By Joy Allmond
Show Dogs, a kids’ movie about an undercover police dog, was generating significant social media buzz and media stories after its opening weekend—but not in a good way.
The National Center on Sexual Exploitation said a scene in the film sends a “troubling message that grooms children for sexual abuse.”
In the scene, a human officer tells the police dog to “go to his zen place,” or disassociate himself from reality, to endure having his private parts touched in an inspection.
Since the uproar, this particular scene has been edited out of the film. But in the wake of the controversy, many parents and ministry leaders may wonder how real-life sexual predators commonly “groom” their potential victims.
“Grooming” is the process used by child sexual abusers to create access to children, select a specific child, prepare that child for sexual interaction, and then keep the child silent.
They choose a ‘fringy’ kid
“What I mean by ‘fringy’ is a child on the edge of the herd,” says Kimberlee Norris, co-founder of Ministry Safe, a consulting organization that helps churches create safety systems to meet legal standards of care and reduce the risk of child sexual abuse.
“Abusers tend to gravitate toward a child who is less involved, in need, or in the midst of personal crisis, like a divorce or difficult family life. Or a child who is looking for someone to follow or trust, perhaps from a single-parent home.
“Sometimes the targeted victim is an introverted child, one with slower social development, or a child with a disability,” explains Norris, who has represented victims in child sexual abuse litigation for more than 25 years.
“These kids are less likely to speak about any abuse, let alone be believed.”
They have a pattern of breaking rules
Predators break the rules—perhaps setting up time alone with the targeted victim—and then “they tell you why it was OK for them to do that,” Norris says. “They pride themselves in being mavericks who do things their way.”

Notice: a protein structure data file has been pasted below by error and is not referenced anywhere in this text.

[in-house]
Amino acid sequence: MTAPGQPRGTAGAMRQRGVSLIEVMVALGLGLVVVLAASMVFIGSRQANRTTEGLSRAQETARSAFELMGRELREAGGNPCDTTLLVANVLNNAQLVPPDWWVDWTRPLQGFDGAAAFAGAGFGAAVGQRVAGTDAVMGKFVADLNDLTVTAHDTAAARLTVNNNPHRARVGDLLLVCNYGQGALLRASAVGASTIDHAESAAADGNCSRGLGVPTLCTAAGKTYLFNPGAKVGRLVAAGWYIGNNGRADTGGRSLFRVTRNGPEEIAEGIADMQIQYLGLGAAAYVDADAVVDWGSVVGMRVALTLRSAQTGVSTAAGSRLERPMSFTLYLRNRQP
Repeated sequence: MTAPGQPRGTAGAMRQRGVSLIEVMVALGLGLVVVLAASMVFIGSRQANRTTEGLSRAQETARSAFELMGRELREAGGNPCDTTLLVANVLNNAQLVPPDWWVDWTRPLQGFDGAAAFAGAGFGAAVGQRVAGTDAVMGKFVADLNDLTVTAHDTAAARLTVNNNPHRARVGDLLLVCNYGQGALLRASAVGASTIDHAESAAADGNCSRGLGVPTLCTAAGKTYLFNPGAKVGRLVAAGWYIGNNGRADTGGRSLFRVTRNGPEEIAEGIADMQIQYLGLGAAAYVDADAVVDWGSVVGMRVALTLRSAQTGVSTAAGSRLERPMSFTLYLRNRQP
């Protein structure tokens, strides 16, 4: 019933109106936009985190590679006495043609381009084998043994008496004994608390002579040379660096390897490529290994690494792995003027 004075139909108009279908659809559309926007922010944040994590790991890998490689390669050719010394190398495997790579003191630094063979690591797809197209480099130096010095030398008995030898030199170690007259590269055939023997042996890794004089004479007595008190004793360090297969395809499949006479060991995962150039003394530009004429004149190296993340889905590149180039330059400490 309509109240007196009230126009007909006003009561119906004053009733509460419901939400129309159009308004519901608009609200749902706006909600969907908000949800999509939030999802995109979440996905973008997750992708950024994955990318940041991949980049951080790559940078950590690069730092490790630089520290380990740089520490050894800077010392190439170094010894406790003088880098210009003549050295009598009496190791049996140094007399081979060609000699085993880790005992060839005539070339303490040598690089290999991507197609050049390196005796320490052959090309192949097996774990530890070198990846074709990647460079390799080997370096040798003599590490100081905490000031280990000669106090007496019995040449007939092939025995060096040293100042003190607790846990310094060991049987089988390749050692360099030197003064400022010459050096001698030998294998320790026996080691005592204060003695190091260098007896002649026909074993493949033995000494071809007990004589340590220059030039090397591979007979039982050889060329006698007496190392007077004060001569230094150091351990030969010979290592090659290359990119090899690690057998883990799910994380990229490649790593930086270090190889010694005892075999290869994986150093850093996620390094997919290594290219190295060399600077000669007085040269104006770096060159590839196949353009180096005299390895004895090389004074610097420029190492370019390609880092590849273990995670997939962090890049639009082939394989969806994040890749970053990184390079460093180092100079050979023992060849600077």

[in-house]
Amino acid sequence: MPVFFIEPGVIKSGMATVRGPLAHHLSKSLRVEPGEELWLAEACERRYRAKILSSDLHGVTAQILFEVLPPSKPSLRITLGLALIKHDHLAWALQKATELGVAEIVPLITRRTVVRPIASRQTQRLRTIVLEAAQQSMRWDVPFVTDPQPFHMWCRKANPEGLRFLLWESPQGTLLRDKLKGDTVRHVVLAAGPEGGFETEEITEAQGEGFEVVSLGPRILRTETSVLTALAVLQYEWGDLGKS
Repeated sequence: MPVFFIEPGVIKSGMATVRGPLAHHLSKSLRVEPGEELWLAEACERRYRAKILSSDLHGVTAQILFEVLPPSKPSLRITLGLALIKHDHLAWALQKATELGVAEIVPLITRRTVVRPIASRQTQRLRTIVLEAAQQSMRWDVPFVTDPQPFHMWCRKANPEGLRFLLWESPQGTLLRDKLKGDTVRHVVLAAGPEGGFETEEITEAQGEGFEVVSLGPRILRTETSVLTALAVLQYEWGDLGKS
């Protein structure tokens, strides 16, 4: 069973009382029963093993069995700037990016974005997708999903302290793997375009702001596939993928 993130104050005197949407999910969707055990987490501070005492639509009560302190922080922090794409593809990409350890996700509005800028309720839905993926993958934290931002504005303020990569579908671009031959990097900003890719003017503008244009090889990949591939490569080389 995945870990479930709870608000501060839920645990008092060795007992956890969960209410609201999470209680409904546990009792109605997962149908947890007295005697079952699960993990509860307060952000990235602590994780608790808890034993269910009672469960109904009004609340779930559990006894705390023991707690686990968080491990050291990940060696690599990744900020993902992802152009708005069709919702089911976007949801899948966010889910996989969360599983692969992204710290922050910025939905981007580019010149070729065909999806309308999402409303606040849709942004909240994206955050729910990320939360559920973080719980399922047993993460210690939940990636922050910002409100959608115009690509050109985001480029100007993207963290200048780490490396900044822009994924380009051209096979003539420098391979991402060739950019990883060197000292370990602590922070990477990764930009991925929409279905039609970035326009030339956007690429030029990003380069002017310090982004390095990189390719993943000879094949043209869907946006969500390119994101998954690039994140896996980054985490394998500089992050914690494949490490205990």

She says predators can be excessively controlling with kids and teens, displaying narcissistic tendencies, but can also be “phenomenally charming.”
They test physical boundaries
This is when abusers start incorporating playful touch—like tickling or wrestling—in their interactions with potential victims, Norris explains.
“They tend to be touchy with kids and teens,” she says. “They are barrier-testing, figuring out what kind and level of touch kids will accept.”
Norris says they’ll also start introducing sexual subject matters.
“If a girl is being groomed, communication from the perpetrator will be relational and affirming. They’ll say things like, ‘You’re so mature for your age. You’re so pretty.’ Or, ‘It’s so hard to believe you’re only (insert age).’”
When a male abuser grooms a male victim, Norris says, it is very common for some form of pornography to be used.
“And it’s almost always the female form portrayed,” she adds. “Abusers assume the boy is interested in the female form, and they feed an existing interest or appetite.”
Norris and her law partner and husband, Gregory Love, provide online screening training through Ministry Safe that focuses on male and female offender characteristics from decades of offender studies.
“This information should be in the hands of every ministry professional or senior pastor who hires ministry personnel,” says Norris, “and it should be used to screen ministry applicants with questions meant to expose offenders.”
JOY ALLMOND (@joyallmond) is managing editor of Facts & Trends.